Fool's Assassin / Page 141

Page 141



“Oh, will you?” my father asked me indulgently. He smiled at me but I actually felt Mild and Tavia exchange startled looks behind us. They were finding out too much about me too fast but I found I didn’t care. Perhaps it would make my life easier if they didn’t think me simple anymore.

“Yes. I will.” I said it firmly. He had spoken as if this were just a sudden fancy of mine rather than an important matter. Did he not grasp what a special dream was? I decided to explain it.

“The dream came to me all edged in black and gold. The colors of the dream were very bright and everything in it seemed very large, so that the smallest details could not be ignored. It began in my mother’s garden. The lavenders were heavy with bees and the sweet scent hung in the air. I was there. Then I saw the long carriageway that leads to the house. Four wolves were coming up the drive, trotting two by two. A white, a gray, and two red ones. But they were not wolves.” I stopped a moment, struggling to name creatures I had only seen in a dream. “They were not beautiful like wolves, nor did they have the honor of wolves. They slunk with their hind haunches low and their scrawny tails down. Their ears were round and their red mouths hung open and they slavered as they came. They were wicked … no, that’s not right. They were the servants of wickedness. And they came hunting for the one who served the right.”

My father’s smile had grown puzzled. “This is quite a detailed dream,” he said. I turned to Tavia. “I think the bacon is burning,” I said, and she startled as if I’d poked her with a pin. She turned back to the pan where the sizzling strips had begun to smoke and pulled it away from the heat.

“So it is,” she muttered, and busied herself with it.

I turned back to my father and my toast. I ate two bites of it and drank some of the milk before I said, “I told you it’s a special dream. It goes on and on, and it is my duty to remember it all and keep it safe.”

The smile was beginning to fade from his face. “Why?”

I shrugged. “I’m just supposed to. There’s a lot more to it. After the false wolves go past, I find a butterfly wing on the ground. I pick it up, but as I do the wing becomes larger and larger and under it is a pale man, white as chalk and cold as a fish. I think he is dead, but then he opens his eyes. They have no color. He does not speak with his mouth but opens his hand to talk. He dies with rubies falling from his eyes …”

My father set his cup back down on the edge of his saucer. It tipped and his cup spilled, rolling across the table and leaving a trail of tea. “Damn!” he cried in a voice I didn’t know, and stood suddenly, nearly overturning the bench.

“Oh, sir, never mind, I’ll clean that up,” Tavia exclaimed and came right away with a rag.

My father backed away from the table, shaking hot tea from his hand. I ate the last bite of my toasted bread and butter. The dreaming had left me very hungry. “Is there going to be bacon soon?” I asked.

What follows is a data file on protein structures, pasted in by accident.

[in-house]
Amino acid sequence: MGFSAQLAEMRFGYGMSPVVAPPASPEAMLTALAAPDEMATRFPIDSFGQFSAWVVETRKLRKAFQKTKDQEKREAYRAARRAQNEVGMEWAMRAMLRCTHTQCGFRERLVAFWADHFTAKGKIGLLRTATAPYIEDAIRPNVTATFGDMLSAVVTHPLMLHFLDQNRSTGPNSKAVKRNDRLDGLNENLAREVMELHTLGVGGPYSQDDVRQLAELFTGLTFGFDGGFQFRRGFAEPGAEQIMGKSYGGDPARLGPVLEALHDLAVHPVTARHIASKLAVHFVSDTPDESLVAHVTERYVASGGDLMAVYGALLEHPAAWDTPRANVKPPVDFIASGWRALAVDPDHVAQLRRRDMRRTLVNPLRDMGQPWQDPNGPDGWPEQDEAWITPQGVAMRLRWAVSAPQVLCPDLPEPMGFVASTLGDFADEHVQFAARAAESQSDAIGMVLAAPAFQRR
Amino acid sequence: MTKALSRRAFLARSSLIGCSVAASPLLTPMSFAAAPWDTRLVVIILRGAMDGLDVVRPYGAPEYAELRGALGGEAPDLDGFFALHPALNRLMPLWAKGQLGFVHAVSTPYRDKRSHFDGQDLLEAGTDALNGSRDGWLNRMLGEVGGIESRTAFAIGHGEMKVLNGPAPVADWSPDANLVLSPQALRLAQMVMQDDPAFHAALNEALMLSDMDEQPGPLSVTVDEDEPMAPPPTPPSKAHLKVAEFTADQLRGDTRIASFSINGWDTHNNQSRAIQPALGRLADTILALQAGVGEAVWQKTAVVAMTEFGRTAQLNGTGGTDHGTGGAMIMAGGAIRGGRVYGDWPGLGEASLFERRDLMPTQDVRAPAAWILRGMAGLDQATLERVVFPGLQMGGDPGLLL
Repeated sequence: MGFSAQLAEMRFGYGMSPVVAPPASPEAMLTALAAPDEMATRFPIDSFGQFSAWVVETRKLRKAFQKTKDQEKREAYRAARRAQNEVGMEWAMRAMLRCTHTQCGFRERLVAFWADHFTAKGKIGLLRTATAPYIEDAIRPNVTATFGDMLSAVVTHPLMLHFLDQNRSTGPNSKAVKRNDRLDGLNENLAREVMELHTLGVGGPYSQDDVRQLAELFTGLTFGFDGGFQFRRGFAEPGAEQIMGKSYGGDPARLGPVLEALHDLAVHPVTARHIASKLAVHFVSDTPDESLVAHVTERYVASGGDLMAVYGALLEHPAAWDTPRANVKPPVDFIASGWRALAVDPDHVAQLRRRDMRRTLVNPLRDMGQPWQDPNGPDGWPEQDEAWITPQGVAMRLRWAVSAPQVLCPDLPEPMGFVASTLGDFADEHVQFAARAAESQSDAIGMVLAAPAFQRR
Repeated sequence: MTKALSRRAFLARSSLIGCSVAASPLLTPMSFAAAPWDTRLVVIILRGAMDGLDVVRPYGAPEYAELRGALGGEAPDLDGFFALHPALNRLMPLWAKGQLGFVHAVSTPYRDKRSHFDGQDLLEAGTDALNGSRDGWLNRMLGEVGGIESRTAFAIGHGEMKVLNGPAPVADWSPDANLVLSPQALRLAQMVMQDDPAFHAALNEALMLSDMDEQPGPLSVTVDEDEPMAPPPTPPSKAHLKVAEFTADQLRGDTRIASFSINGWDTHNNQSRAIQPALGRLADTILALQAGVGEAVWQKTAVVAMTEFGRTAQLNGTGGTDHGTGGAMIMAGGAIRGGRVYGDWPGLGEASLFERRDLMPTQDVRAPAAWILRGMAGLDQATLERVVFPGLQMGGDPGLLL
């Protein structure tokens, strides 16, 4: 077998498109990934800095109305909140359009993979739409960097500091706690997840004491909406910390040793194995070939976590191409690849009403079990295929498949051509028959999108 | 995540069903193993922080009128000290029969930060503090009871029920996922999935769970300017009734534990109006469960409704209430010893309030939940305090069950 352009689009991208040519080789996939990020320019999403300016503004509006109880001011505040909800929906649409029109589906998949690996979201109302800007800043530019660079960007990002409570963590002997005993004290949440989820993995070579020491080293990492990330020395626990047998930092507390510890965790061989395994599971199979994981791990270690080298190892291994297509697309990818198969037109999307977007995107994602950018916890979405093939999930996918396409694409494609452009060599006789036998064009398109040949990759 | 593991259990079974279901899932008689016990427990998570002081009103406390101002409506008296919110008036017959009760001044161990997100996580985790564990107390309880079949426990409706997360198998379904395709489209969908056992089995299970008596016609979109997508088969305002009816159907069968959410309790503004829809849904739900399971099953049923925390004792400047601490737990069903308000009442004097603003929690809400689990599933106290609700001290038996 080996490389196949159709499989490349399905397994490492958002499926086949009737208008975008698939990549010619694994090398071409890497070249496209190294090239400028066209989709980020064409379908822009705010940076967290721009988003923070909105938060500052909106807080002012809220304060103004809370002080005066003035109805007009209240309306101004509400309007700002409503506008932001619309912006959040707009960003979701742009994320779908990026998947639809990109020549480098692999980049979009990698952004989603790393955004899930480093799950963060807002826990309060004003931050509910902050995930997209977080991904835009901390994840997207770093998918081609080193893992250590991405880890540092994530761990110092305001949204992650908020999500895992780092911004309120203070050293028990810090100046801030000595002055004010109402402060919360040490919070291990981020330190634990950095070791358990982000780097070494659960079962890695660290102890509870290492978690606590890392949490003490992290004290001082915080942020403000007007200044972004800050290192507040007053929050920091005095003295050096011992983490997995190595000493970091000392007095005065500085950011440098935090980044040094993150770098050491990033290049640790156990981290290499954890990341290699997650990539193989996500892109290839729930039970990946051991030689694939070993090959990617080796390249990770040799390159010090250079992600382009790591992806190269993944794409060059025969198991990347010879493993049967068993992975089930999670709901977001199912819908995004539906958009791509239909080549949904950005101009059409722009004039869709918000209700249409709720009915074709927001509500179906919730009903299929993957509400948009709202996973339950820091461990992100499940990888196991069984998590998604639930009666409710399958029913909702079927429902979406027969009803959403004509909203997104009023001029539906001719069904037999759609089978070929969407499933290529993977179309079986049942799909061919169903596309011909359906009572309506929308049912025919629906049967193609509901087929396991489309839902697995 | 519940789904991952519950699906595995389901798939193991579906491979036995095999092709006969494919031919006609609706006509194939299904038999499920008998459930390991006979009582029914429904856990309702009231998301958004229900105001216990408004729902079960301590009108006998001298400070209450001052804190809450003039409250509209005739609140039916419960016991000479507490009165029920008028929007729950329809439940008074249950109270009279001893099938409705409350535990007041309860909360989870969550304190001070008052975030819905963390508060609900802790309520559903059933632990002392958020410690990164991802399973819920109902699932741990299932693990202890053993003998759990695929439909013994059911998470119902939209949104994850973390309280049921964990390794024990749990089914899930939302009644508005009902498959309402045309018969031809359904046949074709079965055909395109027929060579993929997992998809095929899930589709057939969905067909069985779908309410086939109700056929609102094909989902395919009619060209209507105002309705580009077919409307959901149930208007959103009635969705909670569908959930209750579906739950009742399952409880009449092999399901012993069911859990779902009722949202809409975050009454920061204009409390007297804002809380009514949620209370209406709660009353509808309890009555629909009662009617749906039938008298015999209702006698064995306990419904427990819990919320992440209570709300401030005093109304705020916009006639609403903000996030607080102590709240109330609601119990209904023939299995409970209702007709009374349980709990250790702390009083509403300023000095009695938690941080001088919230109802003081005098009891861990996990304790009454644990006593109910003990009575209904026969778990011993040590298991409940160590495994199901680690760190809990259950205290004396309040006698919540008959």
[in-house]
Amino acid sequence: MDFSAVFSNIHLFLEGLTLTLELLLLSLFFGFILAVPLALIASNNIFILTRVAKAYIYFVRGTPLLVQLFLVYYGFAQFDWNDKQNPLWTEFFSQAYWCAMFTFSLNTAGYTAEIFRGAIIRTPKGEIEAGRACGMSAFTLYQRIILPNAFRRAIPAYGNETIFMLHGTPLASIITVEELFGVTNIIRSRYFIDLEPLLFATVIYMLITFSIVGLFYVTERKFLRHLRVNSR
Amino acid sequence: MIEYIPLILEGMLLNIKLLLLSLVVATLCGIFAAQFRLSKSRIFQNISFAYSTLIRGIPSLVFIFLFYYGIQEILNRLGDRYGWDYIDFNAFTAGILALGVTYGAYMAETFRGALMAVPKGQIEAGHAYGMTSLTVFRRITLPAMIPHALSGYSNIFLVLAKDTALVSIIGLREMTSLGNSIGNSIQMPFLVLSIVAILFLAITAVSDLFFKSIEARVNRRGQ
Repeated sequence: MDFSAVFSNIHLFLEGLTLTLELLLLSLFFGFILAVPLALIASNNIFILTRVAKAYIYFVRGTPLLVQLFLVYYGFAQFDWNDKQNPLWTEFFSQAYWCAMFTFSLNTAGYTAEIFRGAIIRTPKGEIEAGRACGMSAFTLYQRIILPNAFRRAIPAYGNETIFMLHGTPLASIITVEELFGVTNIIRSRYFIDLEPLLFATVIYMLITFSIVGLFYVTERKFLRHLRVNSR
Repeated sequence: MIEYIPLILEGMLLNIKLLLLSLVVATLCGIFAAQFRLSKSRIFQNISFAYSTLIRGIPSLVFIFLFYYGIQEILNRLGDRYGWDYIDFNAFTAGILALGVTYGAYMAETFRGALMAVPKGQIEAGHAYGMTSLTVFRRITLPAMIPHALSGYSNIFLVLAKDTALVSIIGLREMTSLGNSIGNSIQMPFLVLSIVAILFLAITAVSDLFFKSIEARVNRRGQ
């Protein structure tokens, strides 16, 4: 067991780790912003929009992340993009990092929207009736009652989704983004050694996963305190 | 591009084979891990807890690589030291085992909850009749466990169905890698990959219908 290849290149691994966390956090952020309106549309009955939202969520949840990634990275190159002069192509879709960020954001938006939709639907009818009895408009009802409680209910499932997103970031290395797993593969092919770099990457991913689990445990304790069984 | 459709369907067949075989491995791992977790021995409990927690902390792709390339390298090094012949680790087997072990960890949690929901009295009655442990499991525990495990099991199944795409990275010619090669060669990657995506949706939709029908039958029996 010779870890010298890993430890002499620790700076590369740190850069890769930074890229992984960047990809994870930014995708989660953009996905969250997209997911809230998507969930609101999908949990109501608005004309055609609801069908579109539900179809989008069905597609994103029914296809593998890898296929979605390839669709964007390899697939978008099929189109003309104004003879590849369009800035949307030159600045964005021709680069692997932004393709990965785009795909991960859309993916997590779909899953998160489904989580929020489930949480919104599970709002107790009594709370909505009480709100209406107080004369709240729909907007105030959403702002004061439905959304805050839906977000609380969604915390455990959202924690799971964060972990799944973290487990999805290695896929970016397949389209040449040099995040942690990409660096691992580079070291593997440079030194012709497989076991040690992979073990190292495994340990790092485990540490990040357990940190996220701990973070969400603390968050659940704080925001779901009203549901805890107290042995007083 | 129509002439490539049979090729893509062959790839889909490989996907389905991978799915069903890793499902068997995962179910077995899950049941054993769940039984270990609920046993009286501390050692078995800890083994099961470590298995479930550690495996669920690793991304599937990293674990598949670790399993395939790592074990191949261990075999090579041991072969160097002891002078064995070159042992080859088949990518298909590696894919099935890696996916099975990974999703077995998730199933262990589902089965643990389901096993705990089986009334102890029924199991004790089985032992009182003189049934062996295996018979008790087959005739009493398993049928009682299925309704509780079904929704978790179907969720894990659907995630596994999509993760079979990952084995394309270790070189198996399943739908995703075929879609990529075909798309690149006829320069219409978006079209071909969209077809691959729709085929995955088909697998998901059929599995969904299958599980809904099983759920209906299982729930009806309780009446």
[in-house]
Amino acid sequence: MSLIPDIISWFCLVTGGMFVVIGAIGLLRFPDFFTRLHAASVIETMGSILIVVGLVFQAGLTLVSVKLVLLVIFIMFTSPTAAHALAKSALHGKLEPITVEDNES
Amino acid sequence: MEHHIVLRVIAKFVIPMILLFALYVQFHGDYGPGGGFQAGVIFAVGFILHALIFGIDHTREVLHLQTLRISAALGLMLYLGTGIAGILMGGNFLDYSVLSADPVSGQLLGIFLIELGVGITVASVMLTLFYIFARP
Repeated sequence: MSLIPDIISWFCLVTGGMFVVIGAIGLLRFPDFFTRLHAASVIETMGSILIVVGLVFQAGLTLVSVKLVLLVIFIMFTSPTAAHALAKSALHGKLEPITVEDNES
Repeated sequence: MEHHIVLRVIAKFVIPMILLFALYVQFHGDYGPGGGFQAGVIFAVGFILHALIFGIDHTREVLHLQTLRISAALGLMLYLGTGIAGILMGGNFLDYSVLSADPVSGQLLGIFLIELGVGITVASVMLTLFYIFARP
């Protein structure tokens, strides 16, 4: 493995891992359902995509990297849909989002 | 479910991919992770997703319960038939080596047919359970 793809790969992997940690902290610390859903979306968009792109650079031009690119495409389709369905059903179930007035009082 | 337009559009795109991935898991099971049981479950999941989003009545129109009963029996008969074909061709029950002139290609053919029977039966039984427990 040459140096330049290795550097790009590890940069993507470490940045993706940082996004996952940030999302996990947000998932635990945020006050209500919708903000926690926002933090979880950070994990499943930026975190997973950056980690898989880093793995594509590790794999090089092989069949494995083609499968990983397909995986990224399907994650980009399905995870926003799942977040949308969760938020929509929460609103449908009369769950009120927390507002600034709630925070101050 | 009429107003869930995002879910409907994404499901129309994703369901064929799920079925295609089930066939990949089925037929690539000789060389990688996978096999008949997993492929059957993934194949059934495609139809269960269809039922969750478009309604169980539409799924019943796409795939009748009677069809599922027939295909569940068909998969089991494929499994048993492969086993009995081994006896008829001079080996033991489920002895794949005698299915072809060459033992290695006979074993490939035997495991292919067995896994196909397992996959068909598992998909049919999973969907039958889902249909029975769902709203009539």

Mild brought the platter to the table. It was only scorched a little, and as I’ve always liked it crispy, I didn’t mind.

“I need to go out for a bit,” my father said. He had gone to the door, opened it, and was staring out at the muddy kitchen yard. He was drawing deep breaths of the chill winter air and cooling the kitchen as well.

“Sir, the bread sponge!” Tavia objected to his open door.

He said nothing but walked out with no cloak or coat. “I’ll need paper!” I cried, distressed that he would dismiss my request and my dream so carelessly.

“Take what you need from my desk,” he said without looking back at me, and shut the door behind him.

For the rest of that day, I saw little of my father. He was busy, I knew, and he put Withywoods into an uproar with his business. A set of rooms was chosen for my cousin, bedding taken out of the cedar chests and aired; the flues of the hearth in the room must be cleared, for it was discovered that some creature had completely blocked it with a nest. Over the next two days the chaos increased. Our steward, Revel, was completely delighted with the activity, and dashed hither and thither in the house, thinking of more and more tasks that the servants must undertake. A stream of strangers came to our door and met with my father and Revel in the manor study. They chose artisans and laborers, maids and lads from among those who came, and some of them came back the next day with their tools to begin work. And others came with handcarts full of their possessions, to move into the servants’ wing of the house.

It seemed that no matter where I went the house was full of business. People were scrubbing floors and polishing woodwork and bringing furniture out of storage. A carpenter and his helpers came to repair a leaking roof in one of the plant rooms. In so much noise and activity, I went back to my silence and stealthy ways. No one noticed. Whenever I glimpsed my father, he was talking to someone or studying a paper or walking about scowling with Revel at his elbow pointing at things and complaining. When he looked at me, he smiled, but there was something sad in his eyes and sick about his mouth that made me want to go and hide myself.


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